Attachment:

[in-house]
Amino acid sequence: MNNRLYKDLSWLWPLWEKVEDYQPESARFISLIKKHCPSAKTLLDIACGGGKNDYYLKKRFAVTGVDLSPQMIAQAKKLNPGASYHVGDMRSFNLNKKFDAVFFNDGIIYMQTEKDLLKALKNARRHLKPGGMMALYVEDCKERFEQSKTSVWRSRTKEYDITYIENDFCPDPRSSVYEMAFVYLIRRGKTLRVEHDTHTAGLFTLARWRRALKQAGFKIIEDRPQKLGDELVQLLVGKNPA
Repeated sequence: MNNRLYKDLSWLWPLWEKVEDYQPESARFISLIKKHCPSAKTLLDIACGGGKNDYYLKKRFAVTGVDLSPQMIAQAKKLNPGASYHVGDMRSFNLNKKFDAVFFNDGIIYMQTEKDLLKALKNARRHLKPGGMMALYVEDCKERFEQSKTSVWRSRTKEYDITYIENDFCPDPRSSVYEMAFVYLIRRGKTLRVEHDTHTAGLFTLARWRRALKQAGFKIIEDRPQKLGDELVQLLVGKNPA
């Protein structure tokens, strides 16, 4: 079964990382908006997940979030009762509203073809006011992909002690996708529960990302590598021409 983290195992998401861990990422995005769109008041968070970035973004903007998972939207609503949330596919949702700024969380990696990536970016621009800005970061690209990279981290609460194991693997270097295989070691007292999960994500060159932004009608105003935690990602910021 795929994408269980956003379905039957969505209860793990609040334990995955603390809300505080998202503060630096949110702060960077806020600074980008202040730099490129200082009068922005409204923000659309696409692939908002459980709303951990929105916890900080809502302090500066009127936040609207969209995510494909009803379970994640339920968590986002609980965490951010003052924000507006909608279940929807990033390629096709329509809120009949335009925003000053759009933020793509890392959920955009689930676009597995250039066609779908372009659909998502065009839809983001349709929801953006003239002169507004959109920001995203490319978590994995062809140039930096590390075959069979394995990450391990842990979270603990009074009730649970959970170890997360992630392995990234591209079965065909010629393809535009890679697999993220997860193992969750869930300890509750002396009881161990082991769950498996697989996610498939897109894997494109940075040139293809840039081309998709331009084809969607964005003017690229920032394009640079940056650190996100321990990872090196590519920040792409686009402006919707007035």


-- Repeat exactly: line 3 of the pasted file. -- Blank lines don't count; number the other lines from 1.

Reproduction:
Repeated sequence: MNNRLYKDLSWLWPLWEKVEDYQPESARFISLIKKHCPSAKTLLDIACGGGKNDYYLKKRFAVTGVDLSPQMIAQAKKLNPGASYHVGDMRSFNLNKKFDAVFFNDGIIYMQTEKDLLKALKNARRHLKPGGMMALYVEDCKERFEQSKTSVWRSRTKEYDITYIENDFCPDPRSSVYEMAFVYLIRRGKTLRVEHDTHTAGLFTLARWRRALKQAGFKIIEDRPQKLGDELVQLLVGKNPA